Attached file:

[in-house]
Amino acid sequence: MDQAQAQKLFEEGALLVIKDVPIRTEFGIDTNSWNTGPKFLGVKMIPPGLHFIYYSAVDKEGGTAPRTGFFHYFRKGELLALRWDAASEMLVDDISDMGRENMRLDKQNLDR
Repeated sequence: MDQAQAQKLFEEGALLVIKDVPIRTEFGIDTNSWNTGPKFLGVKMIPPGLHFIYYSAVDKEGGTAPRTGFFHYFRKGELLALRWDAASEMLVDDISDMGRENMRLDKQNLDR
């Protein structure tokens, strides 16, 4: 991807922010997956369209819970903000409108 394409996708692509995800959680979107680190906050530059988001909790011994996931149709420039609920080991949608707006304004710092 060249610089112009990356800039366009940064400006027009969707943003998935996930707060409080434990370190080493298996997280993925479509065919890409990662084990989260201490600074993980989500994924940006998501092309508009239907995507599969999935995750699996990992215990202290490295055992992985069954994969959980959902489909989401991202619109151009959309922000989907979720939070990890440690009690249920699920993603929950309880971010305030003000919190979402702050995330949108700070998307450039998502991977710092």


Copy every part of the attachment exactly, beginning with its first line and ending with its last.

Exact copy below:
[in-house]
Amino acid sequence: MDQAQAQKLFEEGALLVIKDVPIRTEFGIDTNSWNTGPKFLGVKMIPPGLHFIYYSAVDKEGGTAPRTGFFHYFRKGELLALRWDAASEMLVDDISDMGRENMRLDKQNLDR
Repeated sequence: MDQAQAQKLFEEGALLVIKDVPIRTEFGIDTNSWNTGPKFLGVKMIPPGLHFIYYSAVDKEGGTAPRTGFFHYFRKGELLALRWDAASEMLVDDISDMGRENMRLDKQNLDR
């Protein structure tokens, strides 16, 4: 991807922010997956369209819970903000409108 394409996708692509995800959680979107680190906050530059988001909790011994996931149709420039609920080991949608707006304004710092 060249610089112009990356800039366009940064400006027009969707943003998935996930707060409080434990370190080493298996997280993925479509065919890409990662084990989260201490600074993980989500994924940006998501092309508009239907995507599969999935995750699996990992215990202290490295055992992985069954994969959980959902489909989401991202619109151009959309922000989907979720939070990890440690009690249920699920993603929950309880971010305030003000919190979402702050995330949108700070998307450039998502991977710092």